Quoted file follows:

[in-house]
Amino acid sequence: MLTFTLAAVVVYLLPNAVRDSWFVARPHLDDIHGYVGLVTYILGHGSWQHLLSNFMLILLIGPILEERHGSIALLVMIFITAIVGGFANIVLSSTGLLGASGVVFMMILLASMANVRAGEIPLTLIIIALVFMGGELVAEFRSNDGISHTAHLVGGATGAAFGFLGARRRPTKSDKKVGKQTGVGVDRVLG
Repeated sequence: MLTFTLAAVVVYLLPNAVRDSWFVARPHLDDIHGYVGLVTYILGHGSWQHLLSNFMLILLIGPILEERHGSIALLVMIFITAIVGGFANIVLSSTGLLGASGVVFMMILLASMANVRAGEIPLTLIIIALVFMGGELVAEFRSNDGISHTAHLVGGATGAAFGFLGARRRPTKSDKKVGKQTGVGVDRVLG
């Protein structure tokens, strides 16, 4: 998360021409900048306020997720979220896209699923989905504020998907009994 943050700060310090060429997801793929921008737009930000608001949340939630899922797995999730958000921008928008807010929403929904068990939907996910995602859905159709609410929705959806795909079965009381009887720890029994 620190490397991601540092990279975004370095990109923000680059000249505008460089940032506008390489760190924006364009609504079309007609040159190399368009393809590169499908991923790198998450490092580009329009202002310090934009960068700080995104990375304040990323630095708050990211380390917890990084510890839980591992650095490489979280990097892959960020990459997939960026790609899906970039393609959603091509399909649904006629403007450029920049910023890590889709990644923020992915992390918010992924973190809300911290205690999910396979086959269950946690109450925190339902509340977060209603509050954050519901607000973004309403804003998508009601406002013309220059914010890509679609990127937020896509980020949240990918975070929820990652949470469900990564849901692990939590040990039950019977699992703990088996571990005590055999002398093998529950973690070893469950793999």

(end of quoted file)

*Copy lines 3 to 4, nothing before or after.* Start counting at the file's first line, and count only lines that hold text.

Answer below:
Repeated sequence: MLTFTLAAVVVYLLPNAVRDSWFVARPHLDDIHGYVGLVTYILGHGSWQHLLSNFMLILLIGPILEERHGSIALLVMIFITAIVGGFANIVLSSTGLLGASGVVFMMILLASMANVRAGEIPLTLIIIALVFMGGELVAEFRSNDGISHTAHLVGGATGAAFGFLGARRRPTKSDKKVGKQTGVGVDRVLG
């Protein structure tokens, strides 16, 4: 998360021409900048306020997720979220896209699923989905504020998907009994 943050700060310090060429997801793929921008737009930000608001949340939630899922797995999730958000921008928008807010929403929904068990939907996910995602859905159709609410929705959806795909079965009381009887720890029994 620190490397991601540092990279975004370095990109923000680059000249505008460089940032506008390489760190924006364009609504079309007609040159190399368009393809590169499908991923790198998450490092580009329009202002310090934009960068700080995104990375304040990323630095708050990211380390917890990084510890839980591992650095490489979280990097892959960020990459997939960026790609899906970039393609959603091509399909649904006629403007450029920049910023890590889709990644923020992915992390918010992924973190809300911290205690999910396979086959269950946690109450925190339902509340977060209603509050954050519901607000973004309403804003998508009601406002013309220059914010890509679609990127937020896509980020949240990918975070929820990652949470469900990564849901692990939590040990039950019977699992703990088996571990005590055999002398093998529950973690070893469950793999």